When we discuss resistant statistics, we typically assume resistance to extreme values. However, extreme values are not the only problem source that can violate usual assumptions about expected metric distribution. The low-density regions which often arise in multimodal distributions can also corrupt the results of the statistical analysis. In this post, I discuss this problem and introduce a measure of resistance to low-density regions.

### Median sampling distribution

In most cases, the median sampling distribution is asymptotically normal with mean \(M\) and variance \(1/(4nf^2(M))\), where \(n\) is the number of elements in samples, \(f\) is the probability density function of the original distribution, and \(M\) is the true median of the original distribution. As I have already discussed, this rule doesn’t always work. To be specific, the asymptotic variance \(1/(4nf^2(M))\) is not defined when \(f(M) = 0\). For example, let us consider the median sampling distribution for a mixture of two unimodal distributions \(\mathcal{U}(0, 1)\) and \(\mathcal{U}(2, 3)\):

And here is the corresponding median sampling distribution (10000 samples of size 100):

### The resistance function

In order to define a function that describes resistance to the low-density regions, we consider an ultimate case that illustrates the problem: the Bernoulli distribution. It is a discrete distribution that gives \(0\) with probability \(p\) and \(1\) with probability \(1-p\). It can be considered as a condensed version of a bimodal distribution: \(0\) is the first mode, \(1\) is the second mode; the \((0;1)\) interval is the low density region (the density is zero within this interval).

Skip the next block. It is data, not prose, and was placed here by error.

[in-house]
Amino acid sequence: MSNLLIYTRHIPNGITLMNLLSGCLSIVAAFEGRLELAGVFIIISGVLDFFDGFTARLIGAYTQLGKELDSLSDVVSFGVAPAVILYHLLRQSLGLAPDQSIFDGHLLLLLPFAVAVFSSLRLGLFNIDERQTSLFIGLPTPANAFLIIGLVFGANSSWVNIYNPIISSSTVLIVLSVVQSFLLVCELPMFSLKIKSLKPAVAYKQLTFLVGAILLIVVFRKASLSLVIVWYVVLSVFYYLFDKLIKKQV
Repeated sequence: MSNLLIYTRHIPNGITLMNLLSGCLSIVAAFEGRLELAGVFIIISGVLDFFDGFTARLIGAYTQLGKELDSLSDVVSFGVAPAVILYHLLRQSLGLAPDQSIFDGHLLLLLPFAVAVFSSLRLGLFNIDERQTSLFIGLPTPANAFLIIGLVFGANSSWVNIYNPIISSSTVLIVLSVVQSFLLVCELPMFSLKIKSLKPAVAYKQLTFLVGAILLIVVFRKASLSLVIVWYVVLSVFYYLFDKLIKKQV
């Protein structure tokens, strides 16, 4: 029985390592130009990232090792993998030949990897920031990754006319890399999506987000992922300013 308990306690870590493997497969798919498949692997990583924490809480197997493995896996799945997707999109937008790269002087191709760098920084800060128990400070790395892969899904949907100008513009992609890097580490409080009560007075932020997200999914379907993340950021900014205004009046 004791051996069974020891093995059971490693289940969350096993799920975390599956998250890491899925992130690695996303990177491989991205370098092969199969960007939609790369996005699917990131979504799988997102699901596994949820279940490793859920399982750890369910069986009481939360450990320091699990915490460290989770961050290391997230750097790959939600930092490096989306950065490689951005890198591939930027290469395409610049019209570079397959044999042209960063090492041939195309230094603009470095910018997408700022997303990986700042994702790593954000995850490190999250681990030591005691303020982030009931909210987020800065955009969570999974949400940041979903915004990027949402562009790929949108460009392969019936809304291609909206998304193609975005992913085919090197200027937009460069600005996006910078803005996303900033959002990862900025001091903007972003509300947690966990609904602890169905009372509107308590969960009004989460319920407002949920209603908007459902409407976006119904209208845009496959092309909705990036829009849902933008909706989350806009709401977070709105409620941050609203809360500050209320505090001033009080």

If we are interested in a stable reproducible metric, we should expect small changes in the metric values when a single sample value or a few sample values “jump” from one mode to another. More formally, let \(T\) be an estimator, \(n\) be a sample size, \(s\) be a number of sample values that jump from the first mode to the second one. Let’s build a function that shows the changes in the estimator value during such a jump. We denote a sample that contains \(k\) zeros and \(n-k\) ones as \(\mathbf{x}_k\):

\[\mathbf{x}_k = \{ \underbrace{0, 0, \ldots, 0}_{k}, \underbrace{1, 1, \ldots, 1}_{n-k} \} \]

If \(s \leq k\) sample values jump from the first mode to the second one, the estimation change is defined by the following function:

\[R(T, n, s, k) = |T(\mathbf{x}_k) - T(\mathbf{x}_{k-s})|. \]

If we don’t know the exact value of \(k\), but we want to evaluate the maximum possible change, we can define another function:

\[R(T, n, s) = \max_{s \leq k \leq n} R(T, n, s, k). \]

Now let us explore this function for the mean and for the median.

### Resistance of the mean and the median

Now let’s build the plot of \(R(T, n, s)\) for the mean and the median. In this experiment, we consider \(n \leq 100\), \(s \in \{1, 2, 3, 4, 5, 6\}\). Here are the plots:

As we can see, the mean is quite resistant to the low-density regions, while it’s not robust (its breakdown point is zero). Meanwhile, the median is not resistant to the low-density regions (for \(s\geq 2\), \(R(\operatorname{median}, n, s) = 1\), which is the maximum value of \(R(T, n, s)\)), while it’s extremely robust (its breakdown point is 0.5).

In future posts, we will explore the resistance function for other measures of central tendency.